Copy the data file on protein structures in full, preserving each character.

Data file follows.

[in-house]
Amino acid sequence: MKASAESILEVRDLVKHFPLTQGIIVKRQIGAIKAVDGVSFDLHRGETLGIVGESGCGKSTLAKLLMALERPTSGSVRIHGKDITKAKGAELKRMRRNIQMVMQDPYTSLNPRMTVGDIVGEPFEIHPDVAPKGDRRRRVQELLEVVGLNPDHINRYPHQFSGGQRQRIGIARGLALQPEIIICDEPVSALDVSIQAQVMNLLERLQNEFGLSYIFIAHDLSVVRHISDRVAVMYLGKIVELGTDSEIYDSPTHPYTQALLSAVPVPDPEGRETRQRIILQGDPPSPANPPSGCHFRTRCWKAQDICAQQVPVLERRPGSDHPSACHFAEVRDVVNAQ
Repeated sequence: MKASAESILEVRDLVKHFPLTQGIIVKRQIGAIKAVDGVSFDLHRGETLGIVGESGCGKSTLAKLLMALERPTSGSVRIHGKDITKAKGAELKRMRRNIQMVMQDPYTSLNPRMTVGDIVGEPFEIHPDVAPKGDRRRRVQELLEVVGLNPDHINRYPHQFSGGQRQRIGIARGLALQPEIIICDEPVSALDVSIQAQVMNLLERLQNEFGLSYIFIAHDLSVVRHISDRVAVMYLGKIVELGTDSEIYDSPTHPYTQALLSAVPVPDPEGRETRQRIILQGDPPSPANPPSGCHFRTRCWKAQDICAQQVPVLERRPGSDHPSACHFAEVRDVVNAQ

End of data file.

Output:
[in-house]
Amino acid sequence: MKASAESILEVRDLVKHFPLTQGIIVKRQIGAIKAVDGVSFDLHRGETLGIVGESGCGKSTLAKLLMALERPTSGSVRIHGKDITKAKGAELKRMRRNIQMVMQDPYTSLNPRMTVGDIVGEPFEIHPDVAPKGDRRRRVQELLEVVGLNPDHINRYPHQFSGGQRQRIGIARGLALQPEIIICDEPVSALDVSIQAQVMNLLERLQNEFGLSYIFIAHDLSVVRHISDRVAVMYLGKIVELGTDSEIYDSPTHPYTQALLSAVPVPDPEGRETRQRIILQGDPPSPANPPSGCHFRTRCWKAQDICAQQVPVLERRPGSDHPSACHFAEVRDVVNAQ
Repeated sequence: MKASAESILEVRDLVKHFPLTQGIIVKRQIGAIKAVDGVSFDLHRGETLGIVGESGCGKSTLAKLLMALERPTSGSVRIHGKDITKAKGAELKRMRRNIQMVMQDPYTSLNPRMTVGDIVGEPFEIHPDVAPKGDRRRRVQELLEVVGLNPDHINRYPHQFSGGQRQRIGIARGLALQPEIIICDEPVSALDVSIQAQVMNLLERLQNEFGLSYIFIAHDLSVVRHISDRVAVMYLGKIVELGTDSEIYDSPTHPYTQALLSAVPVPDPEGRETRQRIILQGDPPSPANPPSGCHFRTRCWKAQDICAQQVPVLERRPGSDHPSACHFAEVRDVVNAQ